In Donna Richardson’s recent article on Classics Illustrated , a drastically inaccurate account of my views appeared. To set the matter straight: In 1988 I published in The Village Voice a memoir of how the childhood reading of “classic comics” powerfully influenced my early perceptions of literature and history. My interest was in the process by which cultural properties are recycled and transformed, and in the inadvertent radicalism of some of the formal devices employed by Classics Illustrated .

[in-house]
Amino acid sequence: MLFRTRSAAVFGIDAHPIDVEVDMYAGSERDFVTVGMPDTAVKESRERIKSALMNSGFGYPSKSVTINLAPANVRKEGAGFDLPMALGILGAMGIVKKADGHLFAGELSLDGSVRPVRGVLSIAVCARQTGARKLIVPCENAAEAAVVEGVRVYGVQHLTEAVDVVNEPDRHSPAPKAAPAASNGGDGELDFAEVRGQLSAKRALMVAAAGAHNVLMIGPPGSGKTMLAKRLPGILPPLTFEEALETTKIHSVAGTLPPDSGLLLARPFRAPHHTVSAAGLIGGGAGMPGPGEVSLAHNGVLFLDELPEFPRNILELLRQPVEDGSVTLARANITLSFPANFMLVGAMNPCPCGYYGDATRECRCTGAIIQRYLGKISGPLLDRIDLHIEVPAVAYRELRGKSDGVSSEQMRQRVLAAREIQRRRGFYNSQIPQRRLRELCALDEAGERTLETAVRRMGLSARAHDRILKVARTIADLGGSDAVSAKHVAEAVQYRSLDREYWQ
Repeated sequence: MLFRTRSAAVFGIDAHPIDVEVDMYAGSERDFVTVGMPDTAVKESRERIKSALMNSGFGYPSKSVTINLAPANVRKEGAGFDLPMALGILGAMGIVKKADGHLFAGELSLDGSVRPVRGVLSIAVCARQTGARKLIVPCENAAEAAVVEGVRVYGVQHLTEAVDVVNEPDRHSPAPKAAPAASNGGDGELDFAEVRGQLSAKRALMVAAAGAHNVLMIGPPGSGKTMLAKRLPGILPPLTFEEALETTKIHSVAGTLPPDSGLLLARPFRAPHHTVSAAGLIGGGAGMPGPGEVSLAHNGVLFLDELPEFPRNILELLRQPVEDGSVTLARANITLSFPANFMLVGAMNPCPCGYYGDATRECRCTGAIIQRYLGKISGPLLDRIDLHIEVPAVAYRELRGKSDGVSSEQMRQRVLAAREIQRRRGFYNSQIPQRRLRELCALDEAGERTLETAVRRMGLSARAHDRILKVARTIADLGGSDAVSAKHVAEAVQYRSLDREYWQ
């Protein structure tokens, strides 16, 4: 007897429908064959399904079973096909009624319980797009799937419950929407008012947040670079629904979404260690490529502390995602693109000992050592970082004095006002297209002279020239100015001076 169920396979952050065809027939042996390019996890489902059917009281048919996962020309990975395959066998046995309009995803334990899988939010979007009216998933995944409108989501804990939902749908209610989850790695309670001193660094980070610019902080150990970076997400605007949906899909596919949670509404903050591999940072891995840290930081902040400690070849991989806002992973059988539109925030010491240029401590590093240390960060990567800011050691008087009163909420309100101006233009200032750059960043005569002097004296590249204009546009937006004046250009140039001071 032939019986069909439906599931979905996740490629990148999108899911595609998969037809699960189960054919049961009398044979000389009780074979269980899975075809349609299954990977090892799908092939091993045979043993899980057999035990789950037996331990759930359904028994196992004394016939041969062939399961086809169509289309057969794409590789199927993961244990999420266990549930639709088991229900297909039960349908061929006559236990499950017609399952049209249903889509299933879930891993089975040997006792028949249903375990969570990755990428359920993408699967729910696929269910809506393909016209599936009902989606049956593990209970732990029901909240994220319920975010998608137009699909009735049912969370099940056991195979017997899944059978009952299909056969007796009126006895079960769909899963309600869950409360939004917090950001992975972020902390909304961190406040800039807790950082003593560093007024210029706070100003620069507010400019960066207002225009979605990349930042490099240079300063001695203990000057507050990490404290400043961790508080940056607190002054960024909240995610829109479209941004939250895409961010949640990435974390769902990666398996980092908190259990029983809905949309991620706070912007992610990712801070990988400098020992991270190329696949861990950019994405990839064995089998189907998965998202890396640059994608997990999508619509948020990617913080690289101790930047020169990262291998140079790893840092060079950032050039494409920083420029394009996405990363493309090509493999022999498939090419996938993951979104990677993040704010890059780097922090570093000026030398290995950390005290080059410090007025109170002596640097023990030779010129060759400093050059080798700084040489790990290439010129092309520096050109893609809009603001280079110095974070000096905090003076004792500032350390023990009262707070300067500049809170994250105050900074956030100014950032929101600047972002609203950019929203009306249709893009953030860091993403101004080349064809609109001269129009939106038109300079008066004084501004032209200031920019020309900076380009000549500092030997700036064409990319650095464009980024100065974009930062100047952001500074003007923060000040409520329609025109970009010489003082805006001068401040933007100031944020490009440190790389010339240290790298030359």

The tone of my piece, which might be characterized as affectionate irony, was entirely misrepresented by Ms. Richardson, who interpreted it as a high-minded attack on Classics Illustrated , and characterized a zealous Classics fan as “defending the series against the Geoffrey O’Briens of the world.”
As someone who has written at length and with deep enthusiasm about many aspects of popular culture, I rather resent being lumped with the anti-comics crusaders of the fifties.